Ohioans, generally, have a positive opinion of unions. When asked “Do you have a favorable or unfavorable opinion of labor unions,” 49 percent had a favorable opinion to 34 percent unfavorable.
While the poll reveals that Ohioans support labor unions, they do not support government granted union special privileges.
A majority of Ohio voters did not think the law should grant unions the privilege to force workers to pay union dues as a condition of employment with 52 percent of Ohioans supporting Ohio becoming a right-to-work state.
The result is no surprise since a number of recent polls show that Americans support right-to-work policy by a 3-1 margin. In addition, as the Competitive Enterprise Institute report, “An Interstate Analysis of Right to Work,” finds, Ohio workers are losing income from not having a right-to-work law. According to the study, the estimated per capita income loss associated with not having a right-to-work law in Ohio is $3,260.
Hart reports on another union privilege that is not very popular in Ohio, “asked whether ‘labor unions representing government workers should be permitted to use taxpayer-funded resources to collect union dues,’ 75 percent of Ohioans polled said they should not.”
Again, it should not be shocking that Ohio citizens would prefer tax dollars to support actual public work, not the private interests of unions. And as I’ve previously noted, most states contain a constitutional provision that already ensures public resources are spent on public purposes by banning the government from spending tax dollars on solely private interests. For example, Ohio Const. art. VIII §§ 4, 6, prohibits state and local governments from giving away the public’s money to any individual, corporation or association.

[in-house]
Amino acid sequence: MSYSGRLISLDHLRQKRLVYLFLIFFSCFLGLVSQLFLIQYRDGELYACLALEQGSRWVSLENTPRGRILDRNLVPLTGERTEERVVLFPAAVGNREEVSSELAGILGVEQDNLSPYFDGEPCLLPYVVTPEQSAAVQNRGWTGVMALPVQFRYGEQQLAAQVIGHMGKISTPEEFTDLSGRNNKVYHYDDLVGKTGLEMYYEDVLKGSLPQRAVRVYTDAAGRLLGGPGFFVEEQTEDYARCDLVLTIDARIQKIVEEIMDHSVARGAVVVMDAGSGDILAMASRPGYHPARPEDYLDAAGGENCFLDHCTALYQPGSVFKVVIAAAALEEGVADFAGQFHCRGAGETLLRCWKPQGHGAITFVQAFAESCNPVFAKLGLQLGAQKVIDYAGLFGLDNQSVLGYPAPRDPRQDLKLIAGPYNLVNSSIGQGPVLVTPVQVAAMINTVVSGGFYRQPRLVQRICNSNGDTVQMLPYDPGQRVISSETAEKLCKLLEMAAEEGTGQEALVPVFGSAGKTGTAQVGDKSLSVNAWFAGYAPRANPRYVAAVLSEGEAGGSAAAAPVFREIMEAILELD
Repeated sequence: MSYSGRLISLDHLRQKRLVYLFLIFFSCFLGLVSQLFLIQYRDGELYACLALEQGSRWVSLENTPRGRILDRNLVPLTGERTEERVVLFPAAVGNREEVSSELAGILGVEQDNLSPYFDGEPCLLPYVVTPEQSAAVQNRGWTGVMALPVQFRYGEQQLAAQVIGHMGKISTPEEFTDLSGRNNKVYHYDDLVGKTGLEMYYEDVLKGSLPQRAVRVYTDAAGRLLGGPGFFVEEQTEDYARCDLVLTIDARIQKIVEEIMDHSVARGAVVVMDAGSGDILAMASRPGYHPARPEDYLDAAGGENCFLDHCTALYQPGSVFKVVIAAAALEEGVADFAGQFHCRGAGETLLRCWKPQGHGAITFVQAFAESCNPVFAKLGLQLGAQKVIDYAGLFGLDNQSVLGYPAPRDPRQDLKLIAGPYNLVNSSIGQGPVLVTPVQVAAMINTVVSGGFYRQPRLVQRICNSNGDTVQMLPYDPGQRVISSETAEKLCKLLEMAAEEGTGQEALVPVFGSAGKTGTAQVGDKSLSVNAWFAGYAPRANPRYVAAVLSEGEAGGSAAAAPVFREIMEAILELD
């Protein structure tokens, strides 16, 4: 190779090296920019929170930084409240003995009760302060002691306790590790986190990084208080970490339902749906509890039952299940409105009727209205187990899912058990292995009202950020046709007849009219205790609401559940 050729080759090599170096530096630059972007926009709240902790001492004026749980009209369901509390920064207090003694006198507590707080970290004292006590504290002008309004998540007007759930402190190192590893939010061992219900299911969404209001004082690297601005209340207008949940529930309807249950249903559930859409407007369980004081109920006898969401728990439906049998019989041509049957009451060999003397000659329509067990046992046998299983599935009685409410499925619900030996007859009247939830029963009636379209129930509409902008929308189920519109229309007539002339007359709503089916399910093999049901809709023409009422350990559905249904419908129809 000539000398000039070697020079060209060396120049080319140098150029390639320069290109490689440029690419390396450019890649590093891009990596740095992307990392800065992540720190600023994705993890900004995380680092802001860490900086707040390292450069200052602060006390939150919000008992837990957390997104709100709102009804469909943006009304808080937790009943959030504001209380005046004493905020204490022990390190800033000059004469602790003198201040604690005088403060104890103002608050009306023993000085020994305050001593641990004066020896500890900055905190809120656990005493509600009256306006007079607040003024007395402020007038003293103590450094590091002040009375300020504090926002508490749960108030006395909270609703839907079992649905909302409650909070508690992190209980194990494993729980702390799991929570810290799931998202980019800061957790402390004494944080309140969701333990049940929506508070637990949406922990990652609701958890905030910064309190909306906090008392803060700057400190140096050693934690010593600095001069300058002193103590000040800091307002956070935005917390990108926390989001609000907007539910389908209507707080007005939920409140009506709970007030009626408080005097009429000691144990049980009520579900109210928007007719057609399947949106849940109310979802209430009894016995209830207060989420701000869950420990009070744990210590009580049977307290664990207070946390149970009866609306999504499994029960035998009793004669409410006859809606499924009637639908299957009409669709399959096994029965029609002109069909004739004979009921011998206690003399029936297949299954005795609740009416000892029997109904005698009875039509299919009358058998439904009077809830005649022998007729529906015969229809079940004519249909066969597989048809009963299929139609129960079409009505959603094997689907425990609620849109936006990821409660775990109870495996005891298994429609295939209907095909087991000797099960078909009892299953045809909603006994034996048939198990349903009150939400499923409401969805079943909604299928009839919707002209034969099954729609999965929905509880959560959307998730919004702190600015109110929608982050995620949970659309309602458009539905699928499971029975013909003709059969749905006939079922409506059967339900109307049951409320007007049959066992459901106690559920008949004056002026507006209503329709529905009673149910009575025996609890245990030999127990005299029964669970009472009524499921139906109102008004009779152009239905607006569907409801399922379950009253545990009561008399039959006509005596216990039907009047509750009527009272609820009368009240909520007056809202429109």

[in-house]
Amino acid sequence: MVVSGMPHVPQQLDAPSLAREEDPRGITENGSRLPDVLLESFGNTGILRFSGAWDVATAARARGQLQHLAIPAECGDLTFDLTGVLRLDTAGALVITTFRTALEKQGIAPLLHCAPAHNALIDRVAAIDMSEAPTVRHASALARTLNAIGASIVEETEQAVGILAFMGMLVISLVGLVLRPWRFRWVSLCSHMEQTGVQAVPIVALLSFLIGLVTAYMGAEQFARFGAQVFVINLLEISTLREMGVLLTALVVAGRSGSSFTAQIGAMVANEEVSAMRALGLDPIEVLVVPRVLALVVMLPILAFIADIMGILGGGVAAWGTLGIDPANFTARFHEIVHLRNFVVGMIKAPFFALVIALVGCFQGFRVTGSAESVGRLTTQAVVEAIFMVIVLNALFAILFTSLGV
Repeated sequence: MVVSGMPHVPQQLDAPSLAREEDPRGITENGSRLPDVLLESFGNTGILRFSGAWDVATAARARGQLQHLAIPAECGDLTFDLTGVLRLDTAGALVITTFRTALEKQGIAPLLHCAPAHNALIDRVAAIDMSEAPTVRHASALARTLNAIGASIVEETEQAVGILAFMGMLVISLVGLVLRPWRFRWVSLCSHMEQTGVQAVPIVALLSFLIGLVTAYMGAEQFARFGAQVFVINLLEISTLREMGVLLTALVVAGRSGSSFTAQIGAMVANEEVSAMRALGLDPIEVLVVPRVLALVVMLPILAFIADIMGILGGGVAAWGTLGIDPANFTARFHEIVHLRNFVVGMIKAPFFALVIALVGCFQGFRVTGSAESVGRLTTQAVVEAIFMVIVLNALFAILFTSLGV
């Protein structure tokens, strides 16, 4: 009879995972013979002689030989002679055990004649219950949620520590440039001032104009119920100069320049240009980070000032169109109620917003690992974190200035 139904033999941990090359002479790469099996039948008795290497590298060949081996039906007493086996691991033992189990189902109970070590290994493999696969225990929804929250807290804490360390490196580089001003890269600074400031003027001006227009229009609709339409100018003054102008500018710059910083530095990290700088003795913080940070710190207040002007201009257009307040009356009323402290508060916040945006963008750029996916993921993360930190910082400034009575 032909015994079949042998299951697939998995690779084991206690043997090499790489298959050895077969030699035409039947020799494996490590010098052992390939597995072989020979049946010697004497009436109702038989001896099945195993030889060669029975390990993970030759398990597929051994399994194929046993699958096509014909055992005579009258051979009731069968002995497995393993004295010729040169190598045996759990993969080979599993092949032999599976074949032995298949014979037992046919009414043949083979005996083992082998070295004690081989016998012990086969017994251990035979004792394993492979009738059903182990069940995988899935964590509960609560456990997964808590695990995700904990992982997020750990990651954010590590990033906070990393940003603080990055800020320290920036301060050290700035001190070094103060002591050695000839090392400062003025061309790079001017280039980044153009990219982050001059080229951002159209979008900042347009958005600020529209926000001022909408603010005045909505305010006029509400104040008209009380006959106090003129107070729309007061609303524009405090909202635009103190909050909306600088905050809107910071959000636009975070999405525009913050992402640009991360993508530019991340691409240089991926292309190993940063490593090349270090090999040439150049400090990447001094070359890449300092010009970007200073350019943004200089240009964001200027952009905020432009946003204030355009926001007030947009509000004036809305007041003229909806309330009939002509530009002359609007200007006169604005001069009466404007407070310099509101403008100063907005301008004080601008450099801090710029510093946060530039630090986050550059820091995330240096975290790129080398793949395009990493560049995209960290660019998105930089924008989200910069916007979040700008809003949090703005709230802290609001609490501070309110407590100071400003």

Another question the Opportunity Ohio poll should have asked is whether Ohioans should pay the salaries of government employees when they are working exclusively for their union and not on the public job that they were hired to do. Sadly, this practice, known as union release time, is embedded in numerous government union collective bargaining agreements in Ohio.
According to public records requests, the Ohio Industrial Commission, from Aug. 1, 2012, to Aug. 1, 2013, granted 171.3 hours of release time at a cost of $3,541.03; the Ohio Bureau of Workers Compensation granted 422.90 hours of release time at a cost of $14,075.66 in 2012; the Ohio Environmental Protection Agency granted 772.40 hours of release time at a cost of $25,989.05 (see more union release time records, here).
Similar to using tax dollars to deduct union dues, release time should be prohibited by Ohio’s constitution.
Ohio legislators should take note of the Opportunity Ohio poll and reduce the amount of special privileges granted to unions. A good place to start would be to eliminate the use of tax dollars to support the private interests of labor unions, which includes eliminating release time and using taxpayer resources to collect government union dues.
For more suggestions on how to reform state public-sector unions, check out an op-ed I wrote for RealClearPolicy.com here.